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After 85 years in same family, Tucson's 'ugly but honest' car lot is sold

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Clyde Wanslee, who died in 1984 at the age of 69, opened the business in 1933.

It was at the impressionable age of 12 that Tom Epperson learned the importance of customer service, keeping his word and a warm handshake.

Working as an auto detailer at his stepfather’s business, Wanslee Auto Sales, Epperson remembers watching Clyde Wanslee interacting with customers.

“He knew a ton of people in Southern Arizona, especially ranchers,” Epperson said. “And he knew the value of vehicles and worked to be that unique place that bought and sold unique cars.”

The “Ugly But Honest” slogan on an outdoor sign at 725 S. Sixth Ave. became a landmark of the business Wanslee opened in 1933.

The Ugly But Honest sign, which was used as a backdrop in two movies, has long been a staple of the property at the Five Points intersection south of downtown.

On Thursday — after 60 years of working and eventually running the business — Epperson, 72, handed the keys over to the new owner, Larry Kappler.

Kappler has known Epperson for many years and is developing the property just south of Wanslee with shops, restaurants and apartment units.

When he heard about plans to shut the business, he inquired about buying the parcel.

“Right now I’m thinking, dreaming and planning,” Kappler said of his plans for the property. “I want to do something very good for Tucson.”

Information on the sale has not yet been made publicly available.

Tom Epperson, left, owner of Wanslee Auto Sales, jokes with Larry Kappler, the new owner of the property at 725 S. Sixth Ave. Kappler hasn’t announced his plans for the parcel.


Wanslee customers were strictly referrals or repeat customers.

“Never did any advertising at all,” Epperson said in an almost apologetic tone to the newspaper reporter. “I mean, it’s because we didn’t have a gimmick like ‘Just a nickel down’ or ‘We’ll give you $5,000 for your $1,000 car.’”

Adam Watters, a local Justice of the Peace, said he became a lifelong customer after buying his first car at Wanslee’s.

“I can’t describe it, you just didn’t doubt you were getting a good deal,” he said. “I bought all of my children’s cars there and the truck I’m sitting in, I bought from there.”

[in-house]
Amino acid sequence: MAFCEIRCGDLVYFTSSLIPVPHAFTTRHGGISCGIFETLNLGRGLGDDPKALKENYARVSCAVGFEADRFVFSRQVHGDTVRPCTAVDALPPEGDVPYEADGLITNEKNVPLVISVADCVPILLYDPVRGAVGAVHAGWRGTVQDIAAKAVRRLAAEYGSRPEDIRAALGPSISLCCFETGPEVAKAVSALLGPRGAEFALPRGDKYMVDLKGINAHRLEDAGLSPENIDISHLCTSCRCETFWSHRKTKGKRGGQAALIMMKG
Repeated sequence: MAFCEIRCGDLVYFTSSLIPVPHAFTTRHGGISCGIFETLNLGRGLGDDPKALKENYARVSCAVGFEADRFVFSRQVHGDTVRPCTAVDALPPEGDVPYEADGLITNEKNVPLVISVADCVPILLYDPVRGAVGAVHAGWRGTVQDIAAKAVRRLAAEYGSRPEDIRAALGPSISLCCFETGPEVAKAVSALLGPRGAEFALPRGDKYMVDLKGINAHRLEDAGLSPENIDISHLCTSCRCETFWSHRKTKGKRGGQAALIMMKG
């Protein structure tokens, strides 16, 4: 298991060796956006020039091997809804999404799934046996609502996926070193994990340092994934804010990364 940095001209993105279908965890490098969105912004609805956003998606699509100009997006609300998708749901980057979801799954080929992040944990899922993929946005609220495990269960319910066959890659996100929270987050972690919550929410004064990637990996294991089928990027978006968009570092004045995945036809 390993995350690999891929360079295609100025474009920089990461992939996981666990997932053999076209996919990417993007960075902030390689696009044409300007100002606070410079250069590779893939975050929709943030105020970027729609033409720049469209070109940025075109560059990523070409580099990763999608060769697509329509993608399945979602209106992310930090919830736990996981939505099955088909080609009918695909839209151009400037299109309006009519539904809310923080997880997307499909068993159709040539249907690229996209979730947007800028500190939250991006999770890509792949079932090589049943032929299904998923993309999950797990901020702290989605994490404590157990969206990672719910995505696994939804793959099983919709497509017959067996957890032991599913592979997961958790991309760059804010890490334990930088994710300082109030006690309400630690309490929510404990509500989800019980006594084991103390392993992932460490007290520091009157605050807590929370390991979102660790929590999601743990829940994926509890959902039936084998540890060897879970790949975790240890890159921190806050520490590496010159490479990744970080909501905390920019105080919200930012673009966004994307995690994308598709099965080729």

Honest and fair treatment was the key.

“I’ve never met anybody who bought vehicles from them who felt they got a bad deal,” Watters said.

Carl Martin’s father worked for Wanslee as a mechanic for 35 years and bought more than 25 cars for himself and his family from there over the years.

“Tom has always been a no-pressure person,” Martin said. “He has such a good business sense and knows how to treat people.”

He remembers visiting his dad on the job and getting to know Clyde Wanslee, who he described as “a little rough around the edges.”

“But Clyde taught Tom well,” Martin said. “You drive around town and there’s a Wanslee car at most intersections.”

When he heard the business was closing, he drove over one last time.

“The lot was empty and it was sad to see,” Martin said. “It’s a shame to see these older businesses going away.”

Epperson is referring customers to Cornerstone Auto Sales, 5 E. Fort Lowell Road, where he hopes to work a few days a week in the future.


The decision to close the business was prompted by a combination of health challenges and growing online competition, said Epperson, a Tucson native and 1964 graduate of Amphitheater High School.

Tom Epperson, owner of Wanslee Auto Sales, sits in his office before handing over the keys to the new owner of the property at 725 S. Sixth Ave. on Nov. 1, 2018.

“It was really hard, that was my life,” he said of closing. “I feel good about what we did and good about how we did it and now it’s going to be gone.”

Independent car lots may soon be extinct, Epperson lamented.

“The personal interaction is going away, being taken over by the internet,” he said. “For me to buy a car on the internet without touching it and inspecting it is crazy, but that’s what’s being done now.”

At auctions, Epperson would crawl to inspect a vehicle, pop the hood and test drive it while the big outfits placed bids for 100 cars and gobbled up inventory.

“It became harder and harder,” Epperson said. “My wife and I finally decided we couldn’t do this anymore.”

His wife, Dorothy, worked there until it closed, as did Epperson’s mother, Doris Wanslee, who watched her son hand off the business keys and said she was ready to retire.

“Oh, yes. I’m 90,” she said. “That’s a good age.”

Contact reporter Gabriela Rico at On Facebook:


Gabriela's newspaper career began at the Tucson Citizen in '86 as the "movie-times girl" where she'd call local theaters for showtimes. Since then, she's written about crime, education, immigration, trade and business. She's been with the Star since 2007.

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